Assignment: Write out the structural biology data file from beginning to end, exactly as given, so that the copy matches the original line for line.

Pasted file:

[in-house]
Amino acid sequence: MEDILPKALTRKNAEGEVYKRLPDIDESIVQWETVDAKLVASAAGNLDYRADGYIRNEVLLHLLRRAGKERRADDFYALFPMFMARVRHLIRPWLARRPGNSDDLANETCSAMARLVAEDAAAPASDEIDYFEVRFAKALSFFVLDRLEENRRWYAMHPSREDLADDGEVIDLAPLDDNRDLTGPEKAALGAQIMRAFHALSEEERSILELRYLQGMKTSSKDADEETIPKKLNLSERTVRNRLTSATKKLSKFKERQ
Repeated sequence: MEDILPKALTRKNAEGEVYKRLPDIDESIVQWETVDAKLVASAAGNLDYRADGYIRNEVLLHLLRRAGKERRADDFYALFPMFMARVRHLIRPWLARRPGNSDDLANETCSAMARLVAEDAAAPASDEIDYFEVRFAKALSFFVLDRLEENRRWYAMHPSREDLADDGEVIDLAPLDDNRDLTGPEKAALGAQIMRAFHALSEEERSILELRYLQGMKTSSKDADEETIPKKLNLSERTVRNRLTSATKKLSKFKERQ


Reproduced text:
[in-house]
Amino acid sequence: MEDILPKALTRKNAEGEVYKRLPDIDESIVQWETVDAKLVASAAGNLDYRADGYIRNEVLLHLLRRAGKERRADDFYALFPMFMARVRHLIRPWLARRPGNSDDLANETCSAMARLVAEDAAAPASDEIDYFEVRFAKALSFFVLDRLEENRRWYAMHPSREDLADDGEVIDLAPLDDNRDLTGPEKAALGAQIMRAFHALSEEERSILELRYLQGMKTSSKDADEETIPKKLNLSERTVRNRLTSATKKLSKFKERQ
Repeated sequence: MEDILPKALTRKNAEGEVYKRLPDIDESIVQWETVDAKLVASAAGNLDYRADGYIRNEVLLHLLRRAGKERRADDFYALFPMFMARVRHLIRPWLARRPGNSDDLANETCSAMARLVAEDAAAPASDEIDYFEVRFAKALSFFVLDRLEENRRWYAMHPSREDLADDGEVIDLAPLDDNRDLTGPEKAALGAQIMRAFHALSEEERSILELRYLQGMKTSSKDADEETIPKKLNLSERTVRNRLTSATKKLSKFKERQ